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Ohio Sport Fish Consumption Advisory
A fishing rod with a caught fish attached.

Ohio Sport Fish Consumption Advisory

To protect the health of anyone who eats Ohio-caught fish, an annual advisory for how often these fish can be safely eaten is prepared by the Ohio Department of Health (ODH) in cooperation with the Ohio Department of Natural Resources (ODNR) and the Ohio Environmental Protection Agency (OEPA).

Click here for full Ohio Sport Fish Consumption Advisory.

There are many benefits to including fish in a balanced diet for people of all ages. Fish are high in protein, low in fat, and contain healthy oils called omega-3 fatty acids which are important during fetal development and which help prevent heart disease in adults. Additionally, fishing can be a rewarding hobby that brings people closer to nature, provides a source of natural food, and can even help with wildlife conservation.

Most Ohio sport fish are safe to eat ONE MEAL PER WEEK, unless there is a more or less restrictive advisory outlined in the Ohio Sport Fish Consumption Advisory. ODH advises this general statewide advisory due to low level mercury contamination.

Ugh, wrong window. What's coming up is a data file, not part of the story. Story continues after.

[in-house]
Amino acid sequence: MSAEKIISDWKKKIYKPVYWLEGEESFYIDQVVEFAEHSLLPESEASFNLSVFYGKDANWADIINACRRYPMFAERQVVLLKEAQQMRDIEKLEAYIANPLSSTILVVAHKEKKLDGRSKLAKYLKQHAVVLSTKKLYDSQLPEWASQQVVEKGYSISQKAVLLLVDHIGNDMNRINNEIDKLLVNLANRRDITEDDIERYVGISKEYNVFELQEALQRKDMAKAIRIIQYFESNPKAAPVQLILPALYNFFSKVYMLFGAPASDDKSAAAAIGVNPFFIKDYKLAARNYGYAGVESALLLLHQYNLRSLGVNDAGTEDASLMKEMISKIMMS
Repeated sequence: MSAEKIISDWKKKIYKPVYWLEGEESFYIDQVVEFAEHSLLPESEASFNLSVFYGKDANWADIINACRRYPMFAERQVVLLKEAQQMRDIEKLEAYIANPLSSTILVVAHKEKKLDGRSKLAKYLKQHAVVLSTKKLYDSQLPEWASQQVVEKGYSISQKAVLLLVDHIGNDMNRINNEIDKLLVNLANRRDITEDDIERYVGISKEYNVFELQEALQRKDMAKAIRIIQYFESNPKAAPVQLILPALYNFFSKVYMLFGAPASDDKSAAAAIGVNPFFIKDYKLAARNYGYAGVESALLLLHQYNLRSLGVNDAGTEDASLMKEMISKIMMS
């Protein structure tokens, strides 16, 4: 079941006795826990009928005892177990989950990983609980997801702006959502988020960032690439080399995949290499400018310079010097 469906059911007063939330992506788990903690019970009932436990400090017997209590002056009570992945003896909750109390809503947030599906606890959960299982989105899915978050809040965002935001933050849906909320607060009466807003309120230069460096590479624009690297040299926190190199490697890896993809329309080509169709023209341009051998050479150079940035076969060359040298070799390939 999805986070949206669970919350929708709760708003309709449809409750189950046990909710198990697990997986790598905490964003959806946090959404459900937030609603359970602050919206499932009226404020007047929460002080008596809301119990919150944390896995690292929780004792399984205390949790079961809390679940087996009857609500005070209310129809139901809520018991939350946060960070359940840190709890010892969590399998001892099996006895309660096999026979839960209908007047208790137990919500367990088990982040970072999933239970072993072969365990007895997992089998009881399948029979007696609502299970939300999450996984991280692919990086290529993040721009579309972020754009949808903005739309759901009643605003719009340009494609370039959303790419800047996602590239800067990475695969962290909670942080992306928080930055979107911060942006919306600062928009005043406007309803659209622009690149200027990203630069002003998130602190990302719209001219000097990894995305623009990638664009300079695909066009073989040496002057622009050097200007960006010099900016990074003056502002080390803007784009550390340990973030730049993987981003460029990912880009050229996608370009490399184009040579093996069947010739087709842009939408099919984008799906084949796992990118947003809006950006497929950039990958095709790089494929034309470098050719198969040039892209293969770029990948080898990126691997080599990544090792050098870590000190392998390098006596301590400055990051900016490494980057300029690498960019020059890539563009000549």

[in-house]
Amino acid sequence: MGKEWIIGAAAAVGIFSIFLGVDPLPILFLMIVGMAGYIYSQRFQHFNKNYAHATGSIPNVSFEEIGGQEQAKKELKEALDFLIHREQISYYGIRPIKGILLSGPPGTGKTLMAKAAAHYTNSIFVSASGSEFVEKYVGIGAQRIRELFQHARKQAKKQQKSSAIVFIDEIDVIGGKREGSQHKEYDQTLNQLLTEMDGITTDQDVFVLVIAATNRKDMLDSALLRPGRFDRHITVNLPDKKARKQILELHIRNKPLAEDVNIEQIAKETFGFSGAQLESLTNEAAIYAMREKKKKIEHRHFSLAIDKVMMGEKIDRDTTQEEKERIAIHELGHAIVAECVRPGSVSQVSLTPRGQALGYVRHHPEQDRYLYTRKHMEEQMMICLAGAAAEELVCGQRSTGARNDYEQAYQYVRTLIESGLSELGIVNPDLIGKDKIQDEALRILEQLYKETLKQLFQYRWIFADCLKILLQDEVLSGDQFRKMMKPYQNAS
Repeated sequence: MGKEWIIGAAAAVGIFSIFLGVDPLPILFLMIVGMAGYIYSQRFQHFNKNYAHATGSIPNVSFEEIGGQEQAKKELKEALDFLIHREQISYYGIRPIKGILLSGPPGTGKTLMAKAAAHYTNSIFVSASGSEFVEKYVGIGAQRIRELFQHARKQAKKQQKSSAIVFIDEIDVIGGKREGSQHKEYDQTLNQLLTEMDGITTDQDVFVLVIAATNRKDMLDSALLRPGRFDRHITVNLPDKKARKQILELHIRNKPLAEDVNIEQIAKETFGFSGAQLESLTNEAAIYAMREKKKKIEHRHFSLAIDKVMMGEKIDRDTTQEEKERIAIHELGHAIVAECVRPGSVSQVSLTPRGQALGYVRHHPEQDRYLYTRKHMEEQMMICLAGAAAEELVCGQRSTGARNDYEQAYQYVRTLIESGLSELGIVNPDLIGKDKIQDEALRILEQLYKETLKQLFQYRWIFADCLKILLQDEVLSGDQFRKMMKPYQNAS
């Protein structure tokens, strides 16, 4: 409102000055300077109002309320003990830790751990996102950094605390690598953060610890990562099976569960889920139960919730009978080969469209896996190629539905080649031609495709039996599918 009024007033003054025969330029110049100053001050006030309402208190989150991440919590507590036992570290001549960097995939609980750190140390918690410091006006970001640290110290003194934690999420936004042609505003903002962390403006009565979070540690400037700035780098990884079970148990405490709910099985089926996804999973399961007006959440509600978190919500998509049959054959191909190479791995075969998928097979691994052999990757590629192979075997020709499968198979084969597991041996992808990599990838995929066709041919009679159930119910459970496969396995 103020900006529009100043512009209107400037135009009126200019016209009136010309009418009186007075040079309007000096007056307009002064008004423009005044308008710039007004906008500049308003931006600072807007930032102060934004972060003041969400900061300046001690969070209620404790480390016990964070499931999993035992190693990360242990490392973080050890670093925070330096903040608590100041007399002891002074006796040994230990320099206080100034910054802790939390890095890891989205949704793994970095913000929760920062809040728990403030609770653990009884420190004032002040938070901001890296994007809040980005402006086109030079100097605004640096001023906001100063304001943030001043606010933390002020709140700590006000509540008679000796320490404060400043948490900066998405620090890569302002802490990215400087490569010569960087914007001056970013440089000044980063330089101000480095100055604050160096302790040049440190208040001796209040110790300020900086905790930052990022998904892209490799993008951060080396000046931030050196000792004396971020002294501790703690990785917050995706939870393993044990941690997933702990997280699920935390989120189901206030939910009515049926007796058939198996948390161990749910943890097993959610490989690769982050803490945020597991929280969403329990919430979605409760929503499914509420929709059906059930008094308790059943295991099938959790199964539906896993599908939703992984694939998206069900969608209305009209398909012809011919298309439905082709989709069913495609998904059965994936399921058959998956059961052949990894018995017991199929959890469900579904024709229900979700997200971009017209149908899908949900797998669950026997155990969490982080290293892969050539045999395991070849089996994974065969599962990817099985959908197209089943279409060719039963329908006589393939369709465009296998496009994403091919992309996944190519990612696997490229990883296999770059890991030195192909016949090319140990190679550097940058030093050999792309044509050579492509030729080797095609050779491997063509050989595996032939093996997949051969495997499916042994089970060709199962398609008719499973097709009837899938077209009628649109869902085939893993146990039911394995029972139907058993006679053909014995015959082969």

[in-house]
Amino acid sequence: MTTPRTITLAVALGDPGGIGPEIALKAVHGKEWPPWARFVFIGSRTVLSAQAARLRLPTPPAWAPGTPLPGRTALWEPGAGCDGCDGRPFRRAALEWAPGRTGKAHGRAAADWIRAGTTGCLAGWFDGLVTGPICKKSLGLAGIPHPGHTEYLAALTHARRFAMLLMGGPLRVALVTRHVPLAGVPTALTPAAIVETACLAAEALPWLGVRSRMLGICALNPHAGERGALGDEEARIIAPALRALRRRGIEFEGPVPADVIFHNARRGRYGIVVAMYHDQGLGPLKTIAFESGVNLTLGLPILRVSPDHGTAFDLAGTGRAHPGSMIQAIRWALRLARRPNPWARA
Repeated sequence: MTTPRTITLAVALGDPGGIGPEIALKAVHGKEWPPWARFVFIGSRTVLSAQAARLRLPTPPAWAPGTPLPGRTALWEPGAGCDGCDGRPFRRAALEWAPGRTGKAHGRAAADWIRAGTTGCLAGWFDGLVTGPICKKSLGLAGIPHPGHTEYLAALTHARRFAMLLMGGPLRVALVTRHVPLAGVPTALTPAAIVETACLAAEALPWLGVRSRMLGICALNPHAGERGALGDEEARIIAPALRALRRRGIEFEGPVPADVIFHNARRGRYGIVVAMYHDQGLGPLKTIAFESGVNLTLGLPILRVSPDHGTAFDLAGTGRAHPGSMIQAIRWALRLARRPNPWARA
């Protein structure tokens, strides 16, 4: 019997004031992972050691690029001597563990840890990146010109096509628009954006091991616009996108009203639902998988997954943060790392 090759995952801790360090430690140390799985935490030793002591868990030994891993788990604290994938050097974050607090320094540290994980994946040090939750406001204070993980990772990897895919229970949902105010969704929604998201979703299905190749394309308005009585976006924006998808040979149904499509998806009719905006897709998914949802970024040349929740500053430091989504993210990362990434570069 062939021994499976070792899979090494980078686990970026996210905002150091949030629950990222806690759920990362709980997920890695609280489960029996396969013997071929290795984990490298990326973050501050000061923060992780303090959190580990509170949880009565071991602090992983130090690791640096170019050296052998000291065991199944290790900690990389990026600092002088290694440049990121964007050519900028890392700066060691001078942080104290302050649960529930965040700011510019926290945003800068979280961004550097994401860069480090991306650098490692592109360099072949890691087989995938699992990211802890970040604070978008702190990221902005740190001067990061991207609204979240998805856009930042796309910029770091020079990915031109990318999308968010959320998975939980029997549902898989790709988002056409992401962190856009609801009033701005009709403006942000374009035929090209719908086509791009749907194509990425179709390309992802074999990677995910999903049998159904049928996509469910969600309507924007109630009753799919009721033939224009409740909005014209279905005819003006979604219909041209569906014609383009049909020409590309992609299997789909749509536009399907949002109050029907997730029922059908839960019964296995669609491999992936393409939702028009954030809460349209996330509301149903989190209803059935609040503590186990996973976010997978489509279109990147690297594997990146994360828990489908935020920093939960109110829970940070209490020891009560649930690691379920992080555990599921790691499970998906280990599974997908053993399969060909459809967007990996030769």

The one meal per week advisory protects sensitive populations, including women of child bearing age and children under age 15. 

Meal Frequency Fish Species
 Two meals per week

 Yellow perch

 Sunfish (bluegill, green, longear, redear)

 One meal per week  All other Ohio sport fish not specified in this table
 One meal per month

 Flathead catfish 23" and over

 Northern pike 23" and over

 Steelhead trout from Lake Erie and its tributaries


For more advice, including how to clean and prepare caught fish, turtle advisories, and Do Not Wade advisories, visit the General Recommendations page.


Screenshot of Ohio Environmental Protection Agency interactive map of fishing advisories in Ohio

The Ohio Environmental Protection Agency (Ohio EPA) manages an interactive map of fishing advisories in Ohio.

View the map.



NOTE: Beginning in 2019, the Ohio Sport Fish Consumption Advisory moved from being hosted on the OEPA Division of Surface Water website to the Ohio Department of Health website. Any references to the old OEPA URL are outdated and may not work.